I woke to the sound of rain beating steadily against the house. I stand at the window, cup of coffee in my hands, and watch droplets of rain collecting on the glass. Across the field, the trees are just beginning to noticeably blush in crimson against a backdrop of evergreens and gray.
Spring is really almost here. No, really. Almost.
I realize it’s been spring for months in many parts of the country. But New England is stubborn and trots a season behind all spring before accelerating into fall a month ahead at the end of summer.
Summer is short so we squeeze all the fire and magic out of it while we can (and cry into our pillows once it’s gone).
I’ve filed multiple complaints against said weather but it seems this is not a democracy after all. And besides, I’ll practically be weeping over how beautiful the summers and falls are in no time so just ignore me and my whining until then (everyone here does).
I catch myself standing at the windows—looking out, waiting—a lot this time of year. It’s as if I’m willing the crocus and daffodils to be brave and poke their heads above the cold, hard ground. Daring the trees to put on buds and open up in the morning light.
We’re achingly close to opening windows and doors and going outside in the warm weather once again—It’s palpable; I can almost taste it. And yet—we wait. We’re not there yet nor can we be. Nature will not be hurried.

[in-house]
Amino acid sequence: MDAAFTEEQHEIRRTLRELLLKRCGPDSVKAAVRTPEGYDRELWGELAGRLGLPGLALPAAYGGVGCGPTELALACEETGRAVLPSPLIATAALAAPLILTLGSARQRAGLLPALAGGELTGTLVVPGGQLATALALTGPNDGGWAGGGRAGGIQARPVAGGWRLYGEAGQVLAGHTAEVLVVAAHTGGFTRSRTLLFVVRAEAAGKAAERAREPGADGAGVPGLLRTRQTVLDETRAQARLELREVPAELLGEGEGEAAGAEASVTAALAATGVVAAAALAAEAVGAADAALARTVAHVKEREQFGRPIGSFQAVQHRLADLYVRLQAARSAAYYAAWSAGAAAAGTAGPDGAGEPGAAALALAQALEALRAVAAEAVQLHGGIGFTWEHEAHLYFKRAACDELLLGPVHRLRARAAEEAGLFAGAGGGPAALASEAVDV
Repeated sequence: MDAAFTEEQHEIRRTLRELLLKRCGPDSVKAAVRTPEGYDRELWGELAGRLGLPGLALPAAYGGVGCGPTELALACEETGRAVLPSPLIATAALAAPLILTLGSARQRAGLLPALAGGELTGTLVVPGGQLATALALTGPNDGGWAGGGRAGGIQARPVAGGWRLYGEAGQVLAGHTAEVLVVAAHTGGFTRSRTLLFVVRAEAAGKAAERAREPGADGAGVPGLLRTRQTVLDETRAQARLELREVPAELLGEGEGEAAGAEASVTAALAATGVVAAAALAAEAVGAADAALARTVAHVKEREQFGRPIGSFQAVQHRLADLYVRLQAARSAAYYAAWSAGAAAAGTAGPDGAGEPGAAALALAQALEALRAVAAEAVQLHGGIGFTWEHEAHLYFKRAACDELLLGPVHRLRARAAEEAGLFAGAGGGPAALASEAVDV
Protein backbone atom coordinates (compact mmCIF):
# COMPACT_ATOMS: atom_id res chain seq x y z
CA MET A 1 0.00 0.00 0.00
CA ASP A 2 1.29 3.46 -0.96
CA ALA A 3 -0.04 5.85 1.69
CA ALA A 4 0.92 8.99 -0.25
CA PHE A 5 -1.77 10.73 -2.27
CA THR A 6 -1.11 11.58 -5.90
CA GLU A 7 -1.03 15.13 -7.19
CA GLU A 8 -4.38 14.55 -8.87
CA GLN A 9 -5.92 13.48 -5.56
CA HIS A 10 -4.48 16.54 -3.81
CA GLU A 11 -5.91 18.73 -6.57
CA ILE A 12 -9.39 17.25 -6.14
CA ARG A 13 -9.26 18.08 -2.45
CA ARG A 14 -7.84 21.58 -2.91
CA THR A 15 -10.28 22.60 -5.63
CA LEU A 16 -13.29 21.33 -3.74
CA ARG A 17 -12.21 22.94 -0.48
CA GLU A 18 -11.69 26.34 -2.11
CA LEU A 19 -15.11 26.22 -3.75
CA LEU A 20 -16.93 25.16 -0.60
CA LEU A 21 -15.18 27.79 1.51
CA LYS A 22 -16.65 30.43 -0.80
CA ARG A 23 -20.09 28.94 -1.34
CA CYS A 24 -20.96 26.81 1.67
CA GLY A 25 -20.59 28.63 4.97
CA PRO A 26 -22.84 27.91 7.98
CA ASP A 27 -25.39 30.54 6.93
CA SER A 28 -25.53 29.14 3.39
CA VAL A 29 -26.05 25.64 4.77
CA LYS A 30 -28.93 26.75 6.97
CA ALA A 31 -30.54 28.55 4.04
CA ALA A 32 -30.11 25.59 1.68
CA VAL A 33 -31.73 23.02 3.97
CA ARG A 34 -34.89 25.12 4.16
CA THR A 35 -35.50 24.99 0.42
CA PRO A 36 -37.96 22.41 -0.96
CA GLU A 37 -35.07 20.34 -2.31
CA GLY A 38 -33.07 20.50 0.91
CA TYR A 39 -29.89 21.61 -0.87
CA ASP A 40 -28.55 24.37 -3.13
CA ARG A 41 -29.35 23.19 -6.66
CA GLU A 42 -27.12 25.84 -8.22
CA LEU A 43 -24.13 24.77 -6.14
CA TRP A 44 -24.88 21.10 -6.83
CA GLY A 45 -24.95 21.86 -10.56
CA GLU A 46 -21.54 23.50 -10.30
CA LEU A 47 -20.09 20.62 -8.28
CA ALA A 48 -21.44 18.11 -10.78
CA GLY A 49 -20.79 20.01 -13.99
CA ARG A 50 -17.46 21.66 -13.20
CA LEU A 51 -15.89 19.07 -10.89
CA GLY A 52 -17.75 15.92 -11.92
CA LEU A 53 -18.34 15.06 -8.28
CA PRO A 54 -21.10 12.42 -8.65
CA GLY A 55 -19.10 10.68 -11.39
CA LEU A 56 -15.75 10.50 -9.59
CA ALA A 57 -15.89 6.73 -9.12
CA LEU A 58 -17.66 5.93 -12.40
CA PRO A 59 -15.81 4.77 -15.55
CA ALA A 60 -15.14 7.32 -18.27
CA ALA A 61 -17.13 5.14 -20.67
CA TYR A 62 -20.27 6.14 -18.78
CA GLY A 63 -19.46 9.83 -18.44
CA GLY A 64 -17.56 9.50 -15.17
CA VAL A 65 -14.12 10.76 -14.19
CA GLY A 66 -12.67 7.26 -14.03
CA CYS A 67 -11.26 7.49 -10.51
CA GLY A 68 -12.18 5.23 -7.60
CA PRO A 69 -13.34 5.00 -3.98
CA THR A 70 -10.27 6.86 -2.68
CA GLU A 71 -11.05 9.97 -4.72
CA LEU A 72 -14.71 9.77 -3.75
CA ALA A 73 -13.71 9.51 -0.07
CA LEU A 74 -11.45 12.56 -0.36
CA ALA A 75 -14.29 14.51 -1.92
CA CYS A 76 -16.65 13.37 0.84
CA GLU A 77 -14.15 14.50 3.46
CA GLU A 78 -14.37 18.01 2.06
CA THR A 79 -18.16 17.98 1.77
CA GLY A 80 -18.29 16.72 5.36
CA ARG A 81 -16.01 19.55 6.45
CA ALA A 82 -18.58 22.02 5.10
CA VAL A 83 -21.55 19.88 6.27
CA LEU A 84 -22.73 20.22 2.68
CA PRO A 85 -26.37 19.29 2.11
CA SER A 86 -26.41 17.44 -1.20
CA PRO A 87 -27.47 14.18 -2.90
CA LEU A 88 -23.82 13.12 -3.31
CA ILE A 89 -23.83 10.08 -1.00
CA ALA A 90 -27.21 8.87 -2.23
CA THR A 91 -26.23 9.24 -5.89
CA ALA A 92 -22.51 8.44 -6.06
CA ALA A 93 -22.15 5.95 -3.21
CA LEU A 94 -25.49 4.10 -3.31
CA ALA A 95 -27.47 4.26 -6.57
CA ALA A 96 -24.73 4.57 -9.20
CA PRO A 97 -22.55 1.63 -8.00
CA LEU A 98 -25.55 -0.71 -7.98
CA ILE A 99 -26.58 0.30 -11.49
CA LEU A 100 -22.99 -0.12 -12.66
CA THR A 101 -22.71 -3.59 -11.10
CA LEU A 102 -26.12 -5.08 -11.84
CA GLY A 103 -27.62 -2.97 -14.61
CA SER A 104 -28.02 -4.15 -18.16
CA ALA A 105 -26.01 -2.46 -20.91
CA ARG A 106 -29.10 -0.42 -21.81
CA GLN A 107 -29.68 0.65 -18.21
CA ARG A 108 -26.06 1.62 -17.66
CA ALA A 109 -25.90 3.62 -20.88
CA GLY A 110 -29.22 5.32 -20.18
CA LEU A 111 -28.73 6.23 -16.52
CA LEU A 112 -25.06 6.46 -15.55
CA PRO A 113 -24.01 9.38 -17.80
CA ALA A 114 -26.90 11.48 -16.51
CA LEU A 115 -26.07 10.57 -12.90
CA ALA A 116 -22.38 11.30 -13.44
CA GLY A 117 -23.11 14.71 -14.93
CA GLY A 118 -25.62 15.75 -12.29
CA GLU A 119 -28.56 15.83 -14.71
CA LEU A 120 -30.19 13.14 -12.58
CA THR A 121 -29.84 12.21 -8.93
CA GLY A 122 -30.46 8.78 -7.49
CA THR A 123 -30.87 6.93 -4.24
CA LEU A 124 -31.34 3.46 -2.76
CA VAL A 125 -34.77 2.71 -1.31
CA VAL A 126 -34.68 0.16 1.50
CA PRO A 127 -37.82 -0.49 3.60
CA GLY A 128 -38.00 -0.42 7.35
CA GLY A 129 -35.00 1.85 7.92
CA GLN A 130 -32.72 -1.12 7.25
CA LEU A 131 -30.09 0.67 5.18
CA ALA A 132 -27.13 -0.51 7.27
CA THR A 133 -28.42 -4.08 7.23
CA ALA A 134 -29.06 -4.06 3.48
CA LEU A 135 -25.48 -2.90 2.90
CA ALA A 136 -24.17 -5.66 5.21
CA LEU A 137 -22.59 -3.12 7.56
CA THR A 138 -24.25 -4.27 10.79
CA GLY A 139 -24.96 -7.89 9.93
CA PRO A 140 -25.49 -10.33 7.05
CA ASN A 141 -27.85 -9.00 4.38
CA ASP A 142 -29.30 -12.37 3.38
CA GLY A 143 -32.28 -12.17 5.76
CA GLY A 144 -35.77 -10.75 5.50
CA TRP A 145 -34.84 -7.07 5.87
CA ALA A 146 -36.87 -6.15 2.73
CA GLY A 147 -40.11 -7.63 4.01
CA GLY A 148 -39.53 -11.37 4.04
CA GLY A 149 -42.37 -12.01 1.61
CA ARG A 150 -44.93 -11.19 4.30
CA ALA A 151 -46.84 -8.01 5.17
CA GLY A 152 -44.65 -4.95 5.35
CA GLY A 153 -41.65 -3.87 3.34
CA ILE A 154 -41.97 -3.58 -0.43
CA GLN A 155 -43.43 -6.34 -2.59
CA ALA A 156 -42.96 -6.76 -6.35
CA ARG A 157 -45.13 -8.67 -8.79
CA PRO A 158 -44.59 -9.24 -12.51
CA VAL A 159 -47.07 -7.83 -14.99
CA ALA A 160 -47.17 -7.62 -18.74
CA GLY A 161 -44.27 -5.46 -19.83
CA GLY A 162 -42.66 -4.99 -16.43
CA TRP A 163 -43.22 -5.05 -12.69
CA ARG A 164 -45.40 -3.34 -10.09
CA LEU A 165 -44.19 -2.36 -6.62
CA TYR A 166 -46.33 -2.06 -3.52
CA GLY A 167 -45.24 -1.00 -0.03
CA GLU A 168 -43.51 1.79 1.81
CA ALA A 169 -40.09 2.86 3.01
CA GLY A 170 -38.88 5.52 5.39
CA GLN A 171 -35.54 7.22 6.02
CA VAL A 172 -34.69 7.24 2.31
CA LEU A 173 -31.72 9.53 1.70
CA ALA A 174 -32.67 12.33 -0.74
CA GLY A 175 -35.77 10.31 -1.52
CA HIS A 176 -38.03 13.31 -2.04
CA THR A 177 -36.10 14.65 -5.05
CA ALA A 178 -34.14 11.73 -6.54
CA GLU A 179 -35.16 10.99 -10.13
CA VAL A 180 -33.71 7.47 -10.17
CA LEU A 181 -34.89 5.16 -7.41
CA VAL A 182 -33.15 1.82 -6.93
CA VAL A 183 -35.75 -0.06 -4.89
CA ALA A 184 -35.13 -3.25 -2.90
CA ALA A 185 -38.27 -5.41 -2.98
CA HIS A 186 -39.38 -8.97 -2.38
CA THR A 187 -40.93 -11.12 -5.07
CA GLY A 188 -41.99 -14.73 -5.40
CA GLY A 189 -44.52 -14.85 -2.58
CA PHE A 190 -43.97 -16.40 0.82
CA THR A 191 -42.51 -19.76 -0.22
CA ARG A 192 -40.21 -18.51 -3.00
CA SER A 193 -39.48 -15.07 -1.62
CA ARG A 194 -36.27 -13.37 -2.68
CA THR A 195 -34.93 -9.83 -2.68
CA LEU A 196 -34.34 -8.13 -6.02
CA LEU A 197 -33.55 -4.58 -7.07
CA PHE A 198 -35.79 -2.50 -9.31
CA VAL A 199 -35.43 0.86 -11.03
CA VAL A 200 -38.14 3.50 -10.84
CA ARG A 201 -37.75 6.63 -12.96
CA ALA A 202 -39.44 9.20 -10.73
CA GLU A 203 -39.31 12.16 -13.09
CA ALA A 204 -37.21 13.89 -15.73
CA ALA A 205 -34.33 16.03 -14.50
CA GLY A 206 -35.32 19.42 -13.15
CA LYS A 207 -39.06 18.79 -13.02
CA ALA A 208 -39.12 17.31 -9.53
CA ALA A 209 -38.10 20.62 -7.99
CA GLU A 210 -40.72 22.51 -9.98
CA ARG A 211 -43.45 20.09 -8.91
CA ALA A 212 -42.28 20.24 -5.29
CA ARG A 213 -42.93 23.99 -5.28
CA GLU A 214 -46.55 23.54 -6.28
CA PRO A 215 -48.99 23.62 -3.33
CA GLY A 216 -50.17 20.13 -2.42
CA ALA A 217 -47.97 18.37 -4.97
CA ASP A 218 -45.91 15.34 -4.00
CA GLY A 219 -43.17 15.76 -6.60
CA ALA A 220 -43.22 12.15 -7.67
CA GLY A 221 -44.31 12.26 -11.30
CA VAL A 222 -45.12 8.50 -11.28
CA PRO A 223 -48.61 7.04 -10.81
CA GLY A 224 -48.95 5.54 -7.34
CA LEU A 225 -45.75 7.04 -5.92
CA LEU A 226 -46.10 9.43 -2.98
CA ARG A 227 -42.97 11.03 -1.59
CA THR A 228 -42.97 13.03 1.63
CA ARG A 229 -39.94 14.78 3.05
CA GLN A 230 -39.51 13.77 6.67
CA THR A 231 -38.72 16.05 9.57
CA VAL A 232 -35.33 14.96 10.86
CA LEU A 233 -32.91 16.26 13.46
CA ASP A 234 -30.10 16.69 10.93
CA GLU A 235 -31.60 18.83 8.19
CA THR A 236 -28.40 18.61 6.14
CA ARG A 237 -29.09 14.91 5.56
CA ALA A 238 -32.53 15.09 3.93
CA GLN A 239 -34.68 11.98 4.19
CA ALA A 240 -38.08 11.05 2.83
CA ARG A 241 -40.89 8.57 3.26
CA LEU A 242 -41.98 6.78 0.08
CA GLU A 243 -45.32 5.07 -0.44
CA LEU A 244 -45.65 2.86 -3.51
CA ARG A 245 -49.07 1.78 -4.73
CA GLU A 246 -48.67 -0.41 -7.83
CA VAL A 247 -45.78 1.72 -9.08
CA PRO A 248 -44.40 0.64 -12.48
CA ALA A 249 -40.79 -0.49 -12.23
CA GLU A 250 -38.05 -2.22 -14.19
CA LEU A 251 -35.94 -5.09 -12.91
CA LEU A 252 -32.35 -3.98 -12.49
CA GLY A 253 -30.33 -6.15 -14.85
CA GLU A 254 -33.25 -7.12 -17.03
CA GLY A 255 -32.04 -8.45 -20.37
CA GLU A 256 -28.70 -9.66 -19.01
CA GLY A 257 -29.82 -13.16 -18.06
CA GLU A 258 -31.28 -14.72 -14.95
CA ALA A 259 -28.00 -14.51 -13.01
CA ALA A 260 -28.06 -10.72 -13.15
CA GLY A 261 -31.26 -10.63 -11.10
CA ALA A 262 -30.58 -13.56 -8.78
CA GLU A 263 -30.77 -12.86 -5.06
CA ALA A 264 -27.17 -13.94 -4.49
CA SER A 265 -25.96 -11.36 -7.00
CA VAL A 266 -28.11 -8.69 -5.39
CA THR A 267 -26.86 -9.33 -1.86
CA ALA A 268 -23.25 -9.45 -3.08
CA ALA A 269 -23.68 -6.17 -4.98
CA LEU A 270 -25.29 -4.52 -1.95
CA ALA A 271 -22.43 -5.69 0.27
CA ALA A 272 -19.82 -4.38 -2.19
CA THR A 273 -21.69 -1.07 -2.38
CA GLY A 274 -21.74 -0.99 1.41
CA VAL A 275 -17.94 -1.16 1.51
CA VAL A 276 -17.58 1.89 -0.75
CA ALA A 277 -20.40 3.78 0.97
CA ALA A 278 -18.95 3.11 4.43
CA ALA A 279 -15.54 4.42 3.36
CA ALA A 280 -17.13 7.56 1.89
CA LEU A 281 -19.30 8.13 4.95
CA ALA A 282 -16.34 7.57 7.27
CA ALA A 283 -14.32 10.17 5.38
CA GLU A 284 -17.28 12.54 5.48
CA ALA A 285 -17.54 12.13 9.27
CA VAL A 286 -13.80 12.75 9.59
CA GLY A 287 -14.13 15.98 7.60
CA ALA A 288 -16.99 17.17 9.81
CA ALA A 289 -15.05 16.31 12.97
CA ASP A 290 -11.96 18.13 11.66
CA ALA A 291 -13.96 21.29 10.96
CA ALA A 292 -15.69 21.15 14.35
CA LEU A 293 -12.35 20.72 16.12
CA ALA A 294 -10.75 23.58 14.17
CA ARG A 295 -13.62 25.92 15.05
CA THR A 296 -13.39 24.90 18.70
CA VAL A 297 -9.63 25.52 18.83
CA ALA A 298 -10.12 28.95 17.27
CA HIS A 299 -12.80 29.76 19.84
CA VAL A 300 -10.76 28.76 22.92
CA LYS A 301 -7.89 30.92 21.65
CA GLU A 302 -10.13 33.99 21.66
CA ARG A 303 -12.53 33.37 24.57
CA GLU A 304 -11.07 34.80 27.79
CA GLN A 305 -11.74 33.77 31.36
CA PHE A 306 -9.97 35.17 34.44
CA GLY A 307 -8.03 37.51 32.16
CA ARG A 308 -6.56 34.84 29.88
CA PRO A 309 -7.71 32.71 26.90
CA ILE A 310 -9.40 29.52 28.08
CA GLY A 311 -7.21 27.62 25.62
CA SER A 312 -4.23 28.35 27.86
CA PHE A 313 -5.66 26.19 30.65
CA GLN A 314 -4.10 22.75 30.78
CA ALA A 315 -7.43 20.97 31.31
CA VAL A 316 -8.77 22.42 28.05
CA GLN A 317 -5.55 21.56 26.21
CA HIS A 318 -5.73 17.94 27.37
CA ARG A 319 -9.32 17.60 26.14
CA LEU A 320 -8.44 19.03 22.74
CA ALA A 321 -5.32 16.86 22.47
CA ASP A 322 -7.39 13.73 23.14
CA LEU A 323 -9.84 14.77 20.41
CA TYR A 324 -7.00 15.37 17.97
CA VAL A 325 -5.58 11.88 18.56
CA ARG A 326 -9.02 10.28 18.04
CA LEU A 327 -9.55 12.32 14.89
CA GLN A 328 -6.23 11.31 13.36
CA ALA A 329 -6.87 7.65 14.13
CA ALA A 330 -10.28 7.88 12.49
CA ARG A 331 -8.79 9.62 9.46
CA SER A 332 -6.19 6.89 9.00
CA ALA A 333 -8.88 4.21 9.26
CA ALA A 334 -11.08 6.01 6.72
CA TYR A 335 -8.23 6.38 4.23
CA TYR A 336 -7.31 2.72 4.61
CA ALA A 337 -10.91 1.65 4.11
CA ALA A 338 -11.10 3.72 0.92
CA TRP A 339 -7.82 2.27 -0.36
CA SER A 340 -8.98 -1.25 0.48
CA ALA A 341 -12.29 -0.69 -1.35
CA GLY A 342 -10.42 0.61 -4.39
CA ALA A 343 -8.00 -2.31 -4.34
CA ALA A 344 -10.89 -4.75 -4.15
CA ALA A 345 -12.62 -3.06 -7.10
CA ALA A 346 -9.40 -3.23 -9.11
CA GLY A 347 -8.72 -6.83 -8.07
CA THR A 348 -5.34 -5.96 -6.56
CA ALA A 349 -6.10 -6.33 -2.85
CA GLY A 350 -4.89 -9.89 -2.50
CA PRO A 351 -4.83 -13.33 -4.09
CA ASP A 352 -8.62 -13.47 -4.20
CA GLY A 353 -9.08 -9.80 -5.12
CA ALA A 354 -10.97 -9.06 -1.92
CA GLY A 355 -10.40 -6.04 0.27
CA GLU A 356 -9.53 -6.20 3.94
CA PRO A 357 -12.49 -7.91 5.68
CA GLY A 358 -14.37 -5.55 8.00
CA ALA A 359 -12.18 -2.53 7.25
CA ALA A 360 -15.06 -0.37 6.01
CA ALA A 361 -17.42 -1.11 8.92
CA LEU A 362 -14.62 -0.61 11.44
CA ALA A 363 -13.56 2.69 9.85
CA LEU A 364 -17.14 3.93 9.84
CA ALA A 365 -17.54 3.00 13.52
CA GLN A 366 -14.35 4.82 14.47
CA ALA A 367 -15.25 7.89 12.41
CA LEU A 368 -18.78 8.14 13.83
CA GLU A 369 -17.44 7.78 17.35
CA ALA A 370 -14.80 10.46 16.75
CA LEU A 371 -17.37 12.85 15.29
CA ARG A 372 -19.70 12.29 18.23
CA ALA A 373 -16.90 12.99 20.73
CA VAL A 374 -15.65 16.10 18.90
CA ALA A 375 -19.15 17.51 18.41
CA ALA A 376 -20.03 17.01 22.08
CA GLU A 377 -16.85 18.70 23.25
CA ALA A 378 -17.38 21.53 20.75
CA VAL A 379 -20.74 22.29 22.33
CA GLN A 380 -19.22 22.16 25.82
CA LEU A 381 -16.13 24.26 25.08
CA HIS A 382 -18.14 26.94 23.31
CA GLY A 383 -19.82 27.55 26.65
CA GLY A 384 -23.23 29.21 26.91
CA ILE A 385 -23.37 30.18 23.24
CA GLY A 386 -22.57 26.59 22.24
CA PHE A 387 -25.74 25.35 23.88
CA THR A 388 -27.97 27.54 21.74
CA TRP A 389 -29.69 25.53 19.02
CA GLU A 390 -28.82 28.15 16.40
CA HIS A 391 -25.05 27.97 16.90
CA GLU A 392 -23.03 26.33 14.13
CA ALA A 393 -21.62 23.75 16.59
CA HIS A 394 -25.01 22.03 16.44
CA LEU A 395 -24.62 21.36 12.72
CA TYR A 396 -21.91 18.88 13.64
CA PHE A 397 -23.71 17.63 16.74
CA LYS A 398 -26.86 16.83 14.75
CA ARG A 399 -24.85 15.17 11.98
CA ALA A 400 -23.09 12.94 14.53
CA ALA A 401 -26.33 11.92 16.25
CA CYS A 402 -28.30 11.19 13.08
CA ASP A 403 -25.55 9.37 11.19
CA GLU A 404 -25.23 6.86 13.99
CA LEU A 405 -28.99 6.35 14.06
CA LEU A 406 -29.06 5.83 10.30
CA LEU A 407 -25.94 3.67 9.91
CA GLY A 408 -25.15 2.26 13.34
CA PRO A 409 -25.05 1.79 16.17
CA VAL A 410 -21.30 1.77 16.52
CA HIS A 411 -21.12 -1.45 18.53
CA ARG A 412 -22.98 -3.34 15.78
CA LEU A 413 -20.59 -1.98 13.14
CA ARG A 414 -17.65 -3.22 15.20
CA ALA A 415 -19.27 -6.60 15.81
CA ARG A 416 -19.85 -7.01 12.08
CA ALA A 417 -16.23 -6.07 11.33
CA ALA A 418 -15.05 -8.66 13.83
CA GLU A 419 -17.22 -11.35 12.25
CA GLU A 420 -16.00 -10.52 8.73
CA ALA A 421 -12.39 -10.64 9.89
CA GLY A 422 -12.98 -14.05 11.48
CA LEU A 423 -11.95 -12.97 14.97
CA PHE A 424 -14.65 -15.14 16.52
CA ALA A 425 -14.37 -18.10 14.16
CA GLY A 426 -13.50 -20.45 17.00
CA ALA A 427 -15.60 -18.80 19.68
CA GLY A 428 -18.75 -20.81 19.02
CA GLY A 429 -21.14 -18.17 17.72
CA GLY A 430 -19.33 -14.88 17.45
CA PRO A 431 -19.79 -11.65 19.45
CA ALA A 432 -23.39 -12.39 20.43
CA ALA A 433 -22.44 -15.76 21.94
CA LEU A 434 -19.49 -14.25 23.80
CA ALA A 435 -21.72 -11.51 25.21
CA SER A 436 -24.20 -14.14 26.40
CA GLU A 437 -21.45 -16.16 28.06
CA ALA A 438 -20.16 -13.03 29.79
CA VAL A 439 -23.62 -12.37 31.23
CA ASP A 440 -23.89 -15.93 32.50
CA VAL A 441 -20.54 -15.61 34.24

I’m doubly reminded of this fact as I feel my daughter kick and nudge against my womb. She’ll be born in the summer, due just two days after my son was, and so the idea of warm weather makes me realize just how close her arrival is getting.
Close and yet so far away. I want to hold her now. I want to kiss her and find out if she has any hair. I want to show her the wildflower nursery I’ve been getting ready and dress her in the teeny, tiny baby girl clothes I waited so long to buy. But she will come when it’s time and not a second before—like the spring flowers and rosy buds on the trees, I cannot hurry along what belongs to God and nature.
So today I stand at the glass and anticipate all that’s about to come—the warmth and sunshine, the baby girl in my arms, days spent outside instead of in. And while I wait, I’m reminded to be patient and to leave to God what is his. His timing is perfect and I’m perfected in the waiting. That’s all I need to know today.